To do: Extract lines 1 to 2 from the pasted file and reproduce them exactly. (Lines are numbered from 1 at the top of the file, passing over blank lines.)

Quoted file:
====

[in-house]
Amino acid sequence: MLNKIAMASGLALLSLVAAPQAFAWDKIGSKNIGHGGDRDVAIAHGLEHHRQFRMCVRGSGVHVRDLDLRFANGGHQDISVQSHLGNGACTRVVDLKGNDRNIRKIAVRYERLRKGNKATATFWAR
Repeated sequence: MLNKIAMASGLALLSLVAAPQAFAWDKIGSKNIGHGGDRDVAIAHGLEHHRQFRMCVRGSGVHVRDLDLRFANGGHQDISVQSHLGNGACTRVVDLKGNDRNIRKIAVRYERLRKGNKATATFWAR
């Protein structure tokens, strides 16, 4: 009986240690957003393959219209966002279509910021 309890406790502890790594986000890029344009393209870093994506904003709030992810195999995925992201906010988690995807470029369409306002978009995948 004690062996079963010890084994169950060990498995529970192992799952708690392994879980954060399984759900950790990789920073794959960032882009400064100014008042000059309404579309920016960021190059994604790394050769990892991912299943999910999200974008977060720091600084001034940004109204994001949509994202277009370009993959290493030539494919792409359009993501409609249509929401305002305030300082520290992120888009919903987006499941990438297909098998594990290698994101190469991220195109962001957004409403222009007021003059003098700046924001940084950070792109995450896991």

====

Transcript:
[in-house]
Amino acid sequence: MLNKIAMASGLALLSLVAAPQAFAWDKIGSKNIGHGGDRDVAIAHGLEHHRQFRMCVRGSGVHVRDLDLRFANGGHQDISVQSHLGNGACTRVVDLKGNDRNIRKIAVRYERLRKGNKATATFWAR